Surfing tends to conjure up images of sun-soaked beaches and clear blue water. Surf photographer Chris Burkard looks for his subjects far north of the California beaches you'd normally expect. Cold water surfing pits surfers against the elements, with no more than a few millimeters of wetsuit between them and frigid water. Likewise, Burkard braves the sub-zero temperatures to capture them. SmugMug Films profiles Burkard in its latest episode.
He also answered a few questions for us - read on to find out more about his work and visit his website to see more of his photography.
DPR: When did you start shooting Arctic surfing? What draws you to it?
CB: "The first cold water surf trip I took was to Canada but I had been shooting in fairly cold water near my home in Central California growing up. Temperatures can get pretty chilly during the winter in Central and Northern California. The first time I shot in the Arctic was in 2008 when I flew to Iceland for Men's Journal. I traveled there as part of a story on Timmy Turner. He had contracted a staph infection from surfing warm water so we set our sights on a cold water adventure. What I love about the Arctic is the challenge that comes in the form of weather, logistics, and navigating your way across a foreign land. I find that amidst the harsh conditions there are glimpses of beauty and finding them makes it all worthwhile."
What do you shoot with?
"I've used every camera system out there but I've found Sony to fit my personal style best. I place a huge emphasis on being fast and light and never want the bulk of my gear to get in the way of truly experiencing a culture or subject. I use the Sony A7 and A6000 with various lenses such as the 24-70mm and 50mm 1:8. I've been stoked with the results of these cameras in producing great quality images for my editorial and commercial shoots. I'm always trying to think as a minimalist in terms of gear without sacrificing quality."
What do you do to protect yourself and your gear from harsh, cold conditions?
"With the majority of the places that I travel I am at the mercy of brutal weather. In order to best protect myself from the harsh and cold conditions I research where I'm going and what I need to be most productive in that environment. In order to best protect myself I equip myself with gear that can handle any element. A good rain shell is key for myself and can double as a camera cover. Gloves that are dexterous are crucial for navigating camera buttons. I'm a gear junkie so I am drawn to all sorts of other equipment such as Goal Zero solar chargers that keep me powered while off the grid. I highly recommend dry bags, silica packets to keep cameras defogged, and solid pelican case or two."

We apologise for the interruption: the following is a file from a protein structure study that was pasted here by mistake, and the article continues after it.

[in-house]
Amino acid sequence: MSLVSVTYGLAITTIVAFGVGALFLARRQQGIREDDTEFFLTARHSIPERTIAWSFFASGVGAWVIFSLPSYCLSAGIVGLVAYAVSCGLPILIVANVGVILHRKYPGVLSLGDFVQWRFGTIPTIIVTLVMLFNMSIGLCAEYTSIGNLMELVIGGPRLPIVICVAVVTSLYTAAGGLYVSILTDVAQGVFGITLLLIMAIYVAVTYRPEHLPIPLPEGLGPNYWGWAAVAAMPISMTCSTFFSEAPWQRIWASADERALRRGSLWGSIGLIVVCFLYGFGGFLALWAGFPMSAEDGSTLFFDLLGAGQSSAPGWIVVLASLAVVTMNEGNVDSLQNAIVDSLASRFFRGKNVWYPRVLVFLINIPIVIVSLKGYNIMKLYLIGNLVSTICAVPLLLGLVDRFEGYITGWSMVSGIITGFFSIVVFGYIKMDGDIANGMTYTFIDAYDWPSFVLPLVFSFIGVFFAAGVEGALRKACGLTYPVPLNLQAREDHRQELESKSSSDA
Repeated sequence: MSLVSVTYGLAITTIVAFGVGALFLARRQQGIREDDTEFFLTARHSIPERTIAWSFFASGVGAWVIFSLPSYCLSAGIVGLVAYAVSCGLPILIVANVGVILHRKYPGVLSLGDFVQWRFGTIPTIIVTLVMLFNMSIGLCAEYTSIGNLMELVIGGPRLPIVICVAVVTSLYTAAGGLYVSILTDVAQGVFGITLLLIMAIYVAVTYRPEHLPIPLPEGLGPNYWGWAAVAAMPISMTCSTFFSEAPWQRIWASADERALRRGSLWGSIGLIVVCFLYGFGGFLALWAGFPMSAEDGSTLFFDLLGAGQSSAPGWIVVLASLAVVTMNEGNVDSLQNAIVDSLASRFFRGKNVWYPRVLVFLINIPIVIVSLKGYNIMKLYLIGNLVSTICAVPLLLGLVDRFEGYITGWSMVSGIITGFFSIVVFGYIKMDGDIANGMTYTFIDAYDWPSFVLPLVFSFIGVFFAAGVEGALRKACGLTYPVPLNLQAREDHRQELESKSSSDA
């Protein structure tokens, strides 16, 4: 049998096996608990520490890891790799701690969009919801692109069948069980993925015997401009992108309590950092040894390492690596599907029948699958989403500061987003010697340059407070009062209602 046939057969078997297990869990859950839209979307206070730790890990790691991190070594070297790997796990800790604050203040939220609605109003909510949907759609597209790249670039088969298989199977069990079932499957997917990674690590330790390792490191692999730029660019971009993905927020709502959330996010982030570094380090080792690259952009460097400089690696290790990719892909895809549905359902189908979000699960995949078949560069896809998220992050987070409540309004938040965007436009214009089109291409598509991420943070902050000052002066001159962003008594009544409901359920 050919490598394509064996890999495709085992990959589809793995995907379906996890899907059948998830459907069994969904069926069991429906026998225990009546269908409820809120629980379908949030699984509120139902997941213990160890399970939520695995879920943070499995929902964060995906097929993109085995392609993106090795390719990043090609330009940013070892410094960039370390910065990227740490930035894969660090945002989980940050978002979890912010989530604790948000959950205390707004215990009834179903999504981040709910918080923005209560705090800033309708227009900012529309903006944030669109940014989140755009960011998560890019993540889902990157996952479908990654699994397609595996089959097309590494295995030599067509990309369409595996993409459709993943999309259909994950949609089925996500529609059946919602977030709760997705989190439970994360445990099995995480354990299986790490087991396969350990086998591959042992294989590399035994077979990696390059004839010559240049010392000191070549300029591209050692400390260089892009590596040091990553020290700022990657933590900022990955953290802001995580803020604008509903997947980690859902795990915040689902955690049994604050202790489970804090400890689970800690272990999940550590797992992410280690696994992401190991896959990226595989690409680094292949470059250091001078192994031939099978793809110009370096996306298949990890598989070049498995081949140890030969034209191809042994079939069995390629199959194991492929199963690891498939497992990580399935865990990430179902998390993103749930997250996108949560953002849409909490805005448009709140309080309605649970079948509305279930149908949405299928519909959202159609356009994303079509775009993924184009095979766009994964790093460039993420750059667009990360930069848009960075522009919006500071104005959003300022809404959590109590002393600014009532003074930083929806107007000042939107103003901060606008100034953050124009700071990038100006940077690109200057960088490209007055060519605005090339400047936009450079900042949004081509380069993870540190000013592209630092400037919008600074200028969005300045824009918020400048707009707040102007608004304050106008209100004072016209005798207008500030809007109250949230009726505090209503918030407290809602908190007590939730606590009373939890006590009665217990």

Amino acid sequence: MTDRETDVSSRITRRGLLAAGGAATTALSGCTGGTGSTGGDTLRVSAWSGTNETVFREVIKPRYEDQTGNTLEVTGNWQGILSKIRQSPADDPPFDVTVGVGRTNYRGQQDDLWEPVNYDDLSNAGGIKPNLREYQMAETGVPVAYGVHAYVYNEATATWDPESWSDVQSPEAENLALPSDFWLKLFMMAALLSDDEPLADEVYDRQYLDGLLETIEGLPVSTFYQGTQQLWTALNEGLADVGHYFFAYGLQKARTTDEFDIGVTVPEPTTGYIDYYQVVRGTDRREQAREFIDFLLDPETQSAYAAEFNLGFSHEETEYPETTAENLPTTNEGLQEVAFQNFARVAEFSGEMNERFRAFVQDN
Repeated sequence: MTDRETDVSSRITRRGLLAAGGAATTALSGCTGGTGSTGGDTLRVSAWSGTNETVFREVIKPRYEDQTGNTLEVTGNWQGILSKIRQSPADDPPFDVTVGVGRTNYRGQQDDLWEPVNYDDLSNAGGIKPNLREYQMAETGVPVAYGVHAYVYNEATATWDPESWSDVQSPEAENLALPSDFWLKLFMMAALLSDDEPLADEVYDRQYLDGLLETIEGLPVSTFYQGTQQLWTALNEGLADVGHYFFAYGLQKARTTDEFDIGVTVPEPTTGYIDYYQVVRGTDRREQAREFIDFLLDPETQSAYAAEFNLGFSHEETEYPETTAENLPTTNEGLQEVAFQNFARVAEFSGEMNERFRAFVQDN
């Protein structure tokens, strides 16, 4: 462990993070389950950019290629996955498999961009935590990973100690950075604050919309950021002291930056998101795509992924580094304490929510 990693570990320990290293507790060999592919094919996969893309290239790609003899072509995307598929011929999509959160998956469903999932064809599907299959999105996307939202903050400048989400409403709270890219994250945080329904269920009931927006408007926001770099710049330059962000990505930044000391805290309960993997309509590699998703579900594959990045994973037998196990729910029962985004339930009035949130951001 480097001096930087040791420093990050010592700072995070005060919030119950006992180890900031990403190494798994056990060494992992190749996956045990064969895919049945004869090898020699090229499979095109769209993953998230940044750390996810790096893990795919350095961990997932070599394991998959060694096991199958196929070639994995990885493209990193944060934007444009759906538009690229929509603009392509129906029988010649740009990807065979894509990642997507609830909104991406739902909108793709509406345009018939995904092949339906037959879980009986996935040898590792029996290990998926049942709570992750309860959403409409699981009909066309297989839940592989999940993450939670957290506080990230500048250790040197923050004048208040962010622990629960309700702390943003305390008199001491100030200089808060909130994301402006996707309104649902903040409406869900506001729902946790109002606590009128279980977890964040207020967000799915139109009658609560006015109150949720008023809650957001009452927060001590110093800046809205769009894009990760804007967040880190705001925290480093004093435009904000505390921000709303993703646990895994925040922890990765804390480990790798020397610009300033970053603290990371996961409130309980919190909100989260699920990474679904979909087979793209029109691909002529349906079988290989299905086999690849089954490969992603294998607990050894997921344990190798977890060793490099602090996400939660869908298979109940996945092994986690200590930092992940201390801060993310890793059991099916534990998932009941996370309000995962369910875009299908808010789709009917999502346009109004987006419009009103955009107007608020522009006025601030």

What impression do you hope people take away from your photos?
"Photos for me are simply a visual story. I aim to transport my viewers to that place and time where the photo was taken. I want to capture moments that people can admire and possibly even sense a bit of what I might have felt or seen in those moments. My hope is to capture these places that people might not otherwise see and be able to share the visuals and stories from my journeys. I feel most accomplished when I can inspire someone through a photograph."
Which fellow photographers’ work do you most admire?
"I practiced under landscape photographer Michael Fatali and I found my early surf photography inspiration to come from Ron Stoner. I've recently been impressed by the work of Stian Klo who shoots a lot of Iceland landscapes. I find inspiration in many different forms. Instagram has opened my eyes to tons of photographers some that are emerging and others that are well known action sports photographers such as Jimmy Chin."
What’s the best piece of advice you got when you were learning photography?
"Jeff Johnson once told me to not get good at something I don't want to do. It sounds fairly simple and obvious but I find it applies to my career path as a photographer. This advice has led me to focus my efforts and truly commit to being a photographer. Once I found photography as an art form I decided to chase that dream and focus on what I am truly passionate about. What that means for me is creating timeless photos that document the remote, beautiful, and wild places in our world."
|Umbrellas by pleytime|
from An A to Z of Subjects- Week 21, U
|Glass ball on a perforated metal plate _2 by harubux|